Now as to the suggested alteration, from the lines given I see that Mr. MacKay’s idea is to cut out what I consider to be main notes of the melody, although he said nothing of this in his original letter, in order to keep each part of equal time value and at the same time preserve the cadences. It seems to me that the Taorluath follows the ground faithfully that to cut out these notes mars the melody. Certainly as published the bars with cadences are greater time value than the others, but is this not a peculiarity of Piobaireachd? After all it is not so very long since the ‘45, and considering the careful way in which Piobaireachd has been, and still is, taught, why should we assume that those through whom it has come down to us have not passed it on exactly as they themselves received it. The great Dr. Johnson must have heard Piobaireachd during his tour and in his dictionary defined it as “irregular music.”

I was under the impression that Mr. MacKay had made a discovery in the way of some ancient manuscript when he referred to the change in the tunes since the’45, but from his letter of 10th July I gather that the transposition of the notes is his own idea and is what he considers the correct way of getting over what seems to him in error. I quite agree that all this should be thoroughly ventilated in your columns and am looking forward to what others may have to say on the subject. –I am, etc.,


OT: 3 May 1924 – Dugald “Gaelic Song and Music”

The Oban Times, 3 May, 1924

Gaelic Song and Music

26th April, 1924

Sir,–I read with interest Mr. MacPharlain’s letter in your issue of the 19th inst., and also the two letters in to-day’s issue. Mister MacPharlain wrote, “All our varieties of song and music need to be kept in evidence to prevent us from wandering into one group like the lowlanders of Scotland, whose song has great variety of theme and an unparalleled excellence in the presentation of its themes; but whose music is almost of one class.”

Now, this threatening danger to-day and we should be watchful lest Gaelic song with its variety of theme should become a song of one class. Some of our Orain Mhora are old, but whether old or modern they should be a distinct class and sung in the traditional way as distinct from the lyric, puirt-a-beul, etc.

The Comunn, I believe, are doing their best, but it is not so easy to get judges competent both in orain mhor and lyrics. The Gaelic lyrics are more or less in the same class as Lowland songs, which, as a rule, have a distinct Celtic flavour, but to be a competent judge in Orain mhor, I should say, would require a native Gaelic speaker combined, of course, with the necessary musical ability. Gaelic is so intertwined with its music that in this particular class one would need to be a master of the original words and understand the theme to which the air is set.

Orain Mhor in Gaelic song might probably be classed somewhat as piobaireachd in pipe music, and it is difficult for the average Celt to understand how one unversed in MacCrimmon’s language can play the music of MacCrimmon’s soul as it ought to be played, even with the musical score before him. A certain latitude ought, in my opinion, to be given to singers in this class who if they truly understand the theme should not be too critically dealt with if they do not exactly follow in every detail the cold musical score as it is written.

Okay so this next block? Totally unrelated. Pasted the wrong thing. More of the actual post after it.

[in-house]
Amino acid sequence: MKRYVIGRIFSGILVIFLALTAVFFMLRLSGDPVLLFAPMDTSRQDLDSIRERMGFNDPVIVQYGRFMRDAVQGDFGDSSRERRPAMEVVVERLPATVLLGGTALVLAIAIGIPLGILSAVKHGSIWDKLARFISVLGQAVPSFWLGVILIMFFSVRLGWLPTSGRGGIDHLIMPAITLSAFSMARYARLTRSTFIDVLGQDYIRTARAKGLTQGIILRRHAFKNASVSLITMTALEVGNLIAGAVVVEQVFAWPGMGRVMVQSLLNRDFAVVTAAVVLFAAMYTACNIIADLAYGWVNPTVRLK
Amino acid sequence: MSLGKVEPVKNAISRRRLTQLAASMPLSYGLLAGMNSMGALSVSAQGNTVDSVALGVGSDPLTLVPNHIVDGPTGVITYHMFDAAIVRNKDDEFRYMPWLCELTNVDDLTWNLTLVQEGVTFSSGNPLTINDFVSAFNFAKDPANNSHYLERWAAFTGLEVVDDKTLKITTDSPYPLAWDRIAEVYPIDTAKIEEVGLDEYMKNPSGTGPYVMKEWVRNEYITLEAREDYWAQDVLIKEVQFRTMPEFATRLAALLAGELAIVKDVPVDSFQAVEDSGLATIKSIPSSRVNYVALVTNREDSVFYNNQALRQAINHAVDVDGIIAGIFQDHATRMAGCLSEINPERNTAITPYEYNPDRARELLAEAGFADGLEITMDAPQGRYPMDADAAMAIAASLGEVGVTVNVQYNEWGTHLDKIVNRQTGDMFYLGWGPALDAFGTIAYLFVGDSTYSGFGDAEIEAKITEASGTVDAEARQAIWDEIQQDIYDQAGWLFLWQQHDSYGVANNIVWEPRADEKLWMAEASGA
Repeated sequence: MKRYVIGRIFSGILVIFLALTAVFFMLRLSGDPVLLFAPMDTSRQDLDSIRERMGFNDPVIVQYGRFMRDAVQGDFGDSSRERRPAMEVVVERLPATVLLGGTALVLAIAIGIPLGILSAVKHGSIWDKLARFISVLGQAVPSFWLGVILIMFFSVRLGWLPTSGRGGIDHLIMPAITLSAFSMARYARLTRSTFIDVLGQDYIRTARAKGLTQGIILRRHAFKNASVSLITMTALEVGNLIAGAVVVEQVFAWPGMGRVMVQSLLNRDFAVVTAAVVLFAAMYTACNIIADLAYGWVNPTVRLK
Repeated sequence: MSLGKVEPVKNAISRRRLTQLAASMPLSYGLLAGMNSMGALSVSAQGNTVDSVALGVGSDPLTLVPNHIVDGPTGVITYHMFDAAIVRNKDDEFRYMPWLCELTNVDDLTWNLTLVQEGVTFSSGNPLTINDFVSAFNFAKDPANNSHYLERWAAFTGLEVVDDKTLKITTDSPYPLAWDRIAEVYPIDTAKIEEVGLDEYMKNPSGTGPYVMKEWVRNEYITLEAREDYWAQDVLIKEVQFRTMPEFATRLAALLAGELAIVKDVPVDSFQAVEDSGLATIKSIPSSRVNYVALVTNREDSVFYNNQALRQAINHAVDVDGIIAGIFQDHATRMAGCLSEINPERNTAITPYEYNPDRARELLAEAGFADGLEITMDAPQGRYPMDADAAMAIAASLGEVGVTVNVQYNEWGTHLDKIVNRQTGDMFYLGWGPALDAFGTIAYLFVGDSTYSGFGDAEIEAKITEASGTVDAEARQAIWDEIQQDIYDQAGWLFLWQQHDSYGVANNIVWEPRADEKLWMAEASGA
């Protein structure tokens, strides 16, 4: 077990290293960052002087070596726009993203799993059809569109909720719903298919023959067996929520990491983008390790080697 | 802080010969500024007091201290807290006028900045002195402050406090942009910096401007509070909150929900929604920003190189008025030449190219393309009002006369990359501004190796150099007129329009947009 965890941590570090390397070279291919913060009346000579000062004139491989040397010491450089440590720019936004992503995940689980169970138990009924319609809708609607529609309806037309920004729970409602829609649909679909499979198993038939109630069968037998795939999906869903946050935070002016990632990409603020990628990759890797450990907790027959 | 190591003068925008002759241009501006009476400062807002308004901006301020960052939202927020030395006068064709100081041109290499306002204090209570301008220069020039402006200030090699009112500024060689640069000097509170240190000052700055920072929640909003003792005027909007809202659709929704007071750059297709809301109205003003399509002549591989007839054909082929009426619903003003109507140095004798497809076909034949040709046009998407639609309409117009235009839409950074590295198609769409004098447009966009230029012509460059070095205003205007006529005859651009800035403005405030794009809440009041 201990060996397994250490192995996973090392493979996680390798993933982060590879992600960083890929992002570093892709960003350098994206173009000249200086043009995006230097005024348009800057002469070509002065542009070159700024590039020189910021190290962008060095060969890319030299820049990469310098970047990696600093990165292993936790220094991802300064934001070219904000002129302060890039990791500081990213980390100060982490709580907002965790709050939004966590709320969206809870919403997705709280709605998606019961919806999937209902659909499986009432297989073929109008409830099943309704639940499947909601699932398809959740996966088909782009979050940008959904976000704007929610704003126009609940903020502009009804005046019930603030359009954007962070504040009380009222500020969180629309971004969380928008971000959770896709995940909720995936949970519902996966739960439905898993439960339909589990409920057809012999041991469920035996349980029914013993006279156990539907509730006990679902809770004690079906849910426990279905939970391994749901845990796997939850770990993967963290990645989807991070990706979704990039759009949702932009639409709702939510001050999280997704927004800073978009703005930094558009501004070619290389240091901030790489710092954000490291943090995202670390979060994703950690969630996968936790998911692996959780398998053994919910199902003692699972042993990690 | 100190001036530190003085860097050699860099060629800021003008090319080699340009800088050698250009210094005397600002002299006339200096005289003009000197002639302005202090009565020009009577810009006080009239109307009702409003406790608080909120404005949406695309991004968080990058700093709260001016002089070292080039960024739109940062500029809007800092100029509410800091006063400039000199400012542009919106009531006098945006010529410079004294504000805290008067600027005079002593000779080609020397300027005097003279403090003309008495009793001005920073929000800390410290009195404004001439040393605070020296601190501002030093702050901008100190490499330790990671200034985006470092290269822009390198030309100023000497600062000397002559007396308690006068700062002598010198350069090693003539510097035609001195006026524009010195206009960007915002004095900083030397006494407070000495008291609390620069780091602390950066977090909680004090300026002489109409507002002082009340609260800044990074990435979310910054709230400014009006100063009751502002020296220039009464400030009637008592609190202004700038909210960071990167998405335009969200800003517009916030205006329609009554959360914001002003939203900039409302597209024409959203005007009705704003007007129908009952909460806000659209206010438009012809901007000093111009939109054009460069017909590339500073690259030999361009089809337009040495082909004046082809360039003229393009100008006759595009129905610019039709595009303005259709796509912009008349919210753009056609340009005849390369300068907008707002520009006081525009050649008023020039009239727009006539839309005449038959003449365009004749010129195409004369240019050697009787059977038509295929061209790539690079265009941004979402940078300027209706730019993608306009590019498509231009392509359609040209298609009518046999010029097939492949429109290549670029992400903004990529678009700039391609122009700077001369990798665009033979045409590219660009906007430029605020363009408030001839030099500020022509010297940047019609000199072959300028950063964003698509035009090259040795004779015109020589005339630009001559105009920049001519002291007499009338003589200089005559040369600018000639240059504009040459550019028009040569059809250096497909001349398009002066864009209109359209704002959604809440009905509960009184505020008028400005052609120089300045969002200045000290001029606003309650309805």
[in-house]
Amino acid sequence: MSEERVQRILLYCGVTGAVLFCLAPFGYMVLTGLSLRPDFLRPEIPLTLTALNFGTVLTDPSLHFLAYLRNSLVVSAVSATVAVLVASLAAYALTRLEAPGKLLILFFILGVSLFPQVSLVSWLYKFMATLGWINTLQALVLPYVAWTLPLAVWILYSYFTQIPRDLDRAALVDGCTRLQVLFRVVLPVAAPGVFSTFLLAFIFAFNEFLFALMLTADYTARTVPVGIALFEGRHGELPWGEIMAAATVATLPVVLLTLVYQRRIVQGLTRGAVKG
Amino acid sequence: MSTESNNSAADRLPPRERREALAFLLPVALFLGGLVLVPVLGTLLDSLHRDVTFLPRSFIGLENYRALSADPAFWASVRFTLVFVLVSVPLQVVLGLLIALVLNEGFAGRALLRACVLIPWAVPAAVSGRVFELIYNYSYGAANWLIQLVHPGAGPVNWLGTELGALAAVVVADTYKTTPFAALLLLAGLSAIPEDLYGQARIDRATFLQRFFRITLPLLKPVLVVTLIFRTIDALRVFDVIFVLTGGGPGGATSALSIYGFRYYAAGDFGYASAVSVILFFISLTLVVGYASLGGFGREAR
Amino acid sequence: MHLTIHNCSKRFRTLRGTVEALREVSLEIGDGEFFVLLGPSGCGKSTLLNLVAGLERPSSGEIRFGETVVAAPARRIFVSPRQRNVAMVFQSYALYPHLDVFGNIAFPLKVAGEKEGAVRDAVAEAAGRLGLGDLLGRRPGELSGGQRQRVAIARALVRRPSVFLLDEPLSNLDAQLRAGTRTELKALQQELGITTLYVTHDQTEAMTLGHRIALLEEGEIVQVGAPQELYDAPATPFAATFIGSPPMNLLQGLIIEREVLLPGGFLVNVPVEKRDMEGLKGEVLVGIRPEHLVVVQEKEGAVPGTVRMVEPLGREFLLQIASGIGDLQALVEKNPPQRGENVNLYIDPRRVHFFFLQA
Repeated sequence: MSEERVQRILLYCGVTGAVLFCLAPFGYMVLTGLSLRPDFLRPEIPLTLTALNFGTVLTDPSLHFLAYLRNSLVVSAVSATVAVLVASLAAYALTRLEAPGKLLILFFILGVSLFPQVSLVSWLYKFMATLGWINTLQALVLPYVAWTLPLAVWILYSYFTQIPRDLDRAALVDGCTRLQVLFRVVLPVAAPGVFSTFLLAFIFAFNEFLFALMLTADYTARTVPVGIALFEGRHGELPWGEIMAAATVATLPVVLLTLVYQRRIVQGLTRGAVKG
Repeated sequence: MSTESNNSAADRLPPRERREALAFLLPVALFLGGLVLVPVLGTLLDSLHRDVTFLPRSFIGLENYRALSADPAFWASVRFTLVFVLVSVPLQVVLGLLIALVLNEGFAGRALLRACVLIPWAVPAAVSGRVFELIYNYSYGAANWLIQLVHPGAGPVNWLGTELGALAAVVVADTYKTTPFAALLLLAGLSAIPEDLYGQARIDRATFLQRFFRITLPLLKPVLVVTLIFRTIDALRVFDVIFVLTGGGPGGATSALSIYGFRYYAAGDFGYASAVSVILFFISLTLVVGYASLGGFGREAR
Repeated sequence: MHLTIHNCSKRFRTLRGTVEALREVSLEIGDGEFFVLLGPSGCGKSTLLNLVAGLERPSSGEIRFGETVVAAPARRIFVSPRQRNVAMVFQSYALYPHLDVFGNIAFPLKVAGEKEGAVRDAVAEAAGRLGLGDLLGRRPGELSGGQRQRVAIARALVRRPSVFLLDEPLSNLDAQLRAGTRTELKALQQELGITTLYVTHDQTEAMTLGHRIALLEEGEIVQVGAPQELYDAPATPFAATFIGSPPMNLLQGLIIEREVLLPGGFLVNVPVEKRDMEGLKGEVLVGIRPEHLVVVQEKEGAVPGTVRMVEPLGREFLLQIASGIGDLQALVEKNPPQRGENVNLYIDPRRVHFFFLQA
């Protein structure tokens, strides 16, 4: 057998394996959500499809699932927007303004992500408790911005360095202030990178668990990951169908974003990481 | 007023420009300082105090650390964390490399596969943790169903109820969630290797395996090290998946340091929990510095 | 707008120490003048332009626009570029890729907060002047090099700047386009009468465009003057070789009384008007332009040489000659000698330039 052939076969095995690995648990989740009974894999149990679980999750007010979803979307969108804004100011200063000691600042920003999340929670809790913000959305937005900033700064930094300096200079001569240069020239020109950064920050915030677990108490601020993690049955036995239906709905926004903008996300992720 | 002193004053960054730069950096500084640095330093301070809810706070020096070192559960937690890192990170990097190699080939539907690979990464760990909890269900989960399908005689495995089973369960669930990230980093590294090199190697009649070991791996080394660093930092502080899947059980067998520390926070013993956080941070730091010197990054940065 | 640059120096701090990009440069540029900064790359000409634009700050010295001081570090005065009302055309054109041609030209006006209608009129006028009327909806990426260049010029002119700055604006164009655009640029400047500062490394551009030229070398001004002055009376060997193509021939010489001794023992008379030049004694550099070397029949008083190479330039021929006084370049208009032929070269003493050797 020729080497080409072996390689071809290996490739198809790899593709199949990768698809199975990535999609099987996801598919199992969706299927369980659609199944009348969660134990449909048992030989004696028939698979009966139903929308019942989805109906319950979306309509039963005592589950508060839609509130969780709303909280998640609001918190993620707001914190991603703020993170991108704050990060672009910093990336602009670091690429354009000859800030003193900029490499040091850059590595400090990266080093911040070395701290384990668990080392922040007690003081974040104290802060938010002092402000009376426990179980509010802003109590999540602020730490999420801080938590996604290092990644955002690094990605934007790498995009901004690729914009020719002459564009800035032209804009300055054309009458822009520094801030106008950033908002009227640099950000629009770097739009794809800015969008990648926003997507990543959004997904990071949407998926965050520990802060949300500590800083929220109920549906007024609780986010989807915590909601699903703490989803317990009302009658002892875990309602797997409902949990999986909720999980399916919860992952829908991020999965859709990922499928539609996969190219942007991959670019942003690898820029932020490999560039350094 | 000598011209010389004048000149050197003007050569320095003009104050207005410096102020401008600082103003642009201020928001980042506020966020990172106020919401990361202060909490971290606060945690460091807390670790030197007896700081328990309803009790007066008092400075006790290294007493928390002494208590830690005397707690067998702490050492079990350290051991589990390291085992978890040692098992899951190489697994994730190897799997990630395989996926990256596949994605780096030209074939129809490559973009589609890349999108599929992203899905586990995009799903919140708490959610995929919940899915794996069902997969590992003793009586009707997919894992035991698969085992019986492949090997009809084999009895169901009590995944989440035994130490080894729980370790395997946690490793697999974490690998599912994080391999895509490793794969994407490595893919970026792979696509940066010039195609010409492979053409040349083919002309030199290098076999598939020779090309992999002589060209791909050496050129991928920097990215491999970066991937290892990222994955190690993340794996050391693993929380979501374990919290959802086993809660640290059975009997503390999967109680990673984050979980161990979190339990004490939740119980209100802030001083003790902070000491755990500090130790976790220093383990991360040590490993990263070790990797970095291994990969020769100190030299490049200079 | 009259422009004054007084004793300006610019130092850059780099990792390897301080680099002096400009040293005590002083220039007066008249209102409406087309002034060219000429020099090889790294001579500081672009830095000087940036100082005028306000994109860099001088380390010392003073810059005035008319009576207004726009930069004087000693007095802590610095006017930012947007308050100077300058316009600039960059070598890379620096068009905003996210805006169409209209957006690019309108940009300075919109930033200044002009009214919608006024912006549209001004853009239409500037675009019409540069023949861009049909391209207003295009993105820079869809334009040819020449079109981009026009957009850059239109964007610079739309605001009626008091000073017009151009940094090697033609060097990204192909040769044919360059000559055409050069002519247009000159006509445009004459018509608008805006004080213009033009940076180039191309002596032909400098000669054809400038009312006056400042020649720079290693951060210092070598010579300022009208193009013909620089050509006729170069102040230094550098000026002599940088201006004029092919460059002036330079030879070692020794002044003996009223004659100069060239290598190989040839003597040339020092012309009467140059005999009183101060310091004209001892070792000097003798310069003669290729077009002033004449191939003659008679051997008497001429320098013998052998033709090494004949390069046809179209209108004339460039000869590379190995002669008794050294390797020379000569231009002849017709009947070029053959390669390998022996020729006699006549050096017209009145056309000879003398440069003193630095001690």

The subject is not an easy one, and for those of us who wish to keep Gaelic song running pure in its natural channel let us beware of the school of modernity, which through blissful ignorance of Gaelic is shaping, though it may be quite unconsciously, all our Gaelic songs into one class. –I am, etc.,


OT: 26 April, 1924 – Ceo Minn [Gaelic Song and Music]

The Oban Times, 26 April 1924

[Gaelic Song and Music]

Glasgow, 21 April, 1924

Sir,–If the remarks of Captain Campbell, yr. of Succoth, at the annual social of the Glasgow Gaelic Musical Association, and the critical observations of “Calum MacPharlain” in last week’s “Oban Times,” are properly considered and acted upon by the teachers of Gaelic song music, they will have rendered a service to the branch of Gaelic “nationalism” which, for more than thirty years has been deprived of its natural atmosphere. The influence of Gaelic song was intended by the bards to be wielded by the magic of the words. The air, I should say, was merely a secondary item, simply the casket in which the words were to be enshrined to safeguard their passage to the generations.

Within recent years, the teaching of Gaelic songs and music has been in the hands of people who know music well but who do not know Gaelic, and whose ears therefore never catch the cacophonous jarring caused by displaced quantities when words and their value are submerged in favour of a certain expression in music.

In this connection I shall only mention one song out of many which have become mere monstrosities when divorced from the traditional style of singing–I refer to “Bràigh Rusgaidh,” whose most expressive and heart-melting words are lost in the singing.
In the line, “Mar is minic a bha mi” the words “a bha mi” are rendered so short that the poetic expression is entirely lost. The word “bhà” cannot bear to be shortened anywhere, and especially in this case, where it assonates with “là” in the following line.

These little oddities, which are foreign to Gaelic, and to the very nature of Gaelic poetry, should be jettisoned, and more attention should be paid to the soul which the bards have put into their songs with all their natural imagery and affinity of expression, and in all that there is music.

–I am, etc.,

Ceo Minn